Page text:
That highlights the crucial difference between old social campaigns and new ones. Scale, even in the form of a huge protest, does not equal success.

It used to. “In the past, essentially, if you were going to organize a large-scale protest you needed to be an organization that already had chapters in multiple cities and an extensive email list,” said Evan Greer of Fight for the Future, which organizes protests about tech policy issues, including a successful fight against copyright bills in 2012. “You needed a fairly large structure in place.”

Now, organizers can bypass the time it takes to build up the infrastructure for a massive march and all the publicity that comes with it. But that also means their high-profile movements skip some crucial organizing steps.

“Digitally networked movements look like the old movements. But by the time the civil rights movement had such a large march, they’d been working on [the issues] for 10 years — if not more,” Tufekci said. The months or even years spent discussing logistics, leafleting and building a coalition, she said, were crucial to the success of the civil rights movements. Other successful efforts, such as the Human Rights Campaign's efforts to help end the “don't ask, don't tell” policy against allowing gay people to serve openly in the military were also rooted in organization structures that had been developing and refining their demands for years to present a unified front. Movements organized over social networks often have more trouble jelling, she said, particularly if different factions air their differences on Facebook and Twitter, drawing attention to fractures in a movement.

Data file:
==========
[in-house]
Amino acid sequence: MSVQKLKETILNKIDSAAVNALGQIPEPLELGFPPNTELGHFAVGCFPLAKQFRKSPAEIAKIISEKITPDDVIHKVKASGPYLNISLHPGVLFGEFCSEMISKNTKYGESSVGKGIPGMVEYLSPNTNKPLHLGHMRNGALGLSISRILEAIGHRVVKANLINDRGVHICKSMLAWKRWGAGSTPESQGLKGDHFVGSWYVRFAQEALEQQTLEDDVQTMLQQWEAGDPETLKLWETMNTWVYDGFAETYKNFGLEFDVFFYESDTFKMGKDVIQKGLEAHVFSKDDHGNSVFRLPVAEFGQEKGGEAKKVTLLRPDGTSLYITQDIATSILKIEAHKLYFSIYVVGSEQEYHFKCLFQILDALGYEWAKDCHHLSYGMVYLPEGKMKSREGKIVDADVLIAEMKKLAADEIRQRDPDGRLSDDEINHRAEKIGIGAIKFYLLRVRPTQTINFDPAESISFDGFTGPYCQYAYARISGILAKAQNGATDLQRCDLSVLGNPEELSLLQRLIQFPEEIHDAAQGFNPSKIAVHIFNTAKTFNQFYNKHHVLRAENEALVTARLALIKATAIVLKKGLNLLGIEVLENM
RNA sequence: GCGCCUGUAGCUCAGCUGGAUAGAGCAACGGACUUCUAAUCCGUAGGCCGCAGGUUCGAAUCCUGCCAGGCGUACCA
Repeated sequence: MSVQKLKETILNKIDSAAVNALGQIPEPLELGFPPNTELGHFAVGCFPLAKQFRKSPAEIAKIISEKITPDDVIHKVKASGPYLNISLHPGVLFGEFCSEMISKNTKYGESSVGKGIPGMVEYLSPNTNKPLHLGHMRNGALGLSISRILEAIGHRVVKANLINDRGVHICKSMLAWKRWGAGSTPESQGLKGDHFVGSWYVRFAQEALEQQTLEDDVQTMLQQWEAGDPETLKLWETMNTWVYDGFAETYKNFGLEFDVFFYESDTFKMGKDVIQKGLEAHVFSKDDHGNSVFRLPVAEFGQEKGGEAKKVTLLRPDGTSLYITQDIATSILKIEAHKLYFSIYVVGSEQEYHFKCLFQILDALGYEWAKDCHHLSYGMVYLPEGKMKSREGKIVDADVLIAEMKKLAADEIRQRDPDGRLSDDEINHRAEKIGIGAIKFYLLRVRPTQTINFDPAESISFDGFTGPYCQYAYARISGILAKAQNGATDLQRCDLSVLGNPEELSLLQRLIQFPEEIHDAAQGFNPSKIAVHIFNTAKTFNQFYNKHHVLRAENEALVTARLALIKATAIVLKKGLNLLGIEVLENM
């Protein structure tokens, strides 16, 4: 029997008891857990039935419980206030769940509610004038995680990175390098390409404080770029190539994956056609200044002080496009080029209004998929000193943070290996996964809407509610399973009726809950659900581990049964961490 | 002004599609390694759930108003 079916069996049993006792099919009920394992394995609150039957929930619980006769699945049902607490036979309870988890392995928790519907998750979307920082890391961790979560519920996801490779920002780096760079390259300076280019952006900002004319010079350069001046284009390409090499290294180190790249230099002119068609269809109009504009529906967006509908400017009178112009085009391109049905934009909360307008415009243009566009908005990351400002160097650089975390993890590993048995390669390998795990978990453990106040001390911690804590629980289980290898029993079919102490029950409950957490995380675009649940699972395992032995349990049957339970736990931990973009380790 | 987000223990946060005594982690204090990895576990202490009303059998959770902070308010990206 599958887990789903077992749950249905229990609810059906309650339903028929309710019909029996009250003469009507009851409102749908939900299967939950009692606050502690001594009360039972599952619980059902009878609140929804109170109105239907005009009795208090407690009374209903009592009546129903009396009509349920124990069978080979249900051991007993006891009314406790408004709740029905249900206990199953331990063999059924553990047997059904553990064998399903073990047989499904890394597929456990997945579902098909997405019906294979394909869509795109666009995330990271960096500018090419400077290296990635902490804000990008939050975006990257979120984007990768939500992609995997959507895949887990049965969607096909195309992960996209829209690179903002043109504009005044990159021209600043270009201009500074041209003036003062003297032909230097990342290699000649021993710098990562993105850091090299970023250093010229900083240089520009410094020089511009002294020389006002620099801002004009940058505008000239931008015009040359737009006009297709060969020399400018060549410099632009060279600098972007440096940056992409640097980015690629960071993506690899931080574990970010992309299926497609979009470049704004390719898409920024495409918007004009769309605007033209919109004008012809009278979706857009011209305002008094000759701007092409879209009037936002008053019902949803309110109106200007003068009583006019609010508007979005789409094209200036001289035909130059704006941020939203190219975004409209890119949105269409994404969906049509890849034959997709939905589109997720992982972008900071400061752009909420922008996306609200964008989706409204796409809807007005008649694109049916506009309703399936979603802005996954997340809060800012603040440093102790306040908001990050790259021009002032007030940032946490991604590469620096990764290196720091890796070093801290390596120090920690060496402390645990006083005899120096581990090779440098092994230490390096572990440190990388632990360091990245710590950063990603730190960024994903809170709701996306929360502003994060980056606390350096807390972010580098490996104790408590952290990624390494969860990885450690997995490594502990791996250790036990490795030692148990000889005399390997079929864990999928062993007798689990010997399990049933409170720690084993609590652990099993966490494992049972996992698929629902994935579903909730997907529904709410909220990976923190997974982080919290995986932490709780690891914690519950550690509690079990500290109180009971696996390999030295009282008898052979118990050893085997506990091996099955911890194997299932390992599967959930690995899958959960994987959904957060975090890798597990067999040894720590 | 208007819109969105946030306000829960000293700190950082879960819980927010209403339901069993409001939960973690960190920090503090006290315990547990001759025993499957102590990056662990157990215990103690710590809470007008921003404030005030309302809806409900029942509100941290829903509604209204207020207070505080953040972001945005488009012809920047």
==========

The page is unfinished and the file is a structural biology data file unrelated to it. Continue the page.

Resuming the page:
So has anyone done it right? Tufekci points to a group that Trump opponents may not like too much: the tea party.

The tea party movement also had its roots in protest organized through social media about the same time as the Occupy movement, Tufekci said, but it was very focused on tactical goals once it came together.

“These were people who found each other, and were able to get together and do a lot of stuff — they arguably even elected a president,” she said, referring to Trump. Both Occupy Wall Street and the tea party “had this quick scaling up, but one figured out how to make decisions together. And one just refused,” she said.

There is some hope among supporters that the Women's March will buck some of the problems that protests organized over social media have faced in the past. Over at The Monkey Cage blog, Washington Post contributor Emily Kalah Gade argued that this movement can succeed because — among other reasons — it drew from a wide variety of the population, was nonviolent and is based on the powerful idea that people's rights are being taken away by the administration, rather than pushing to break new ground.

Greer said that, in the end, social media attention is not enough to effect change. “Social media is a tactic,” she said. “Tactics void of strategy don’t get us very far.”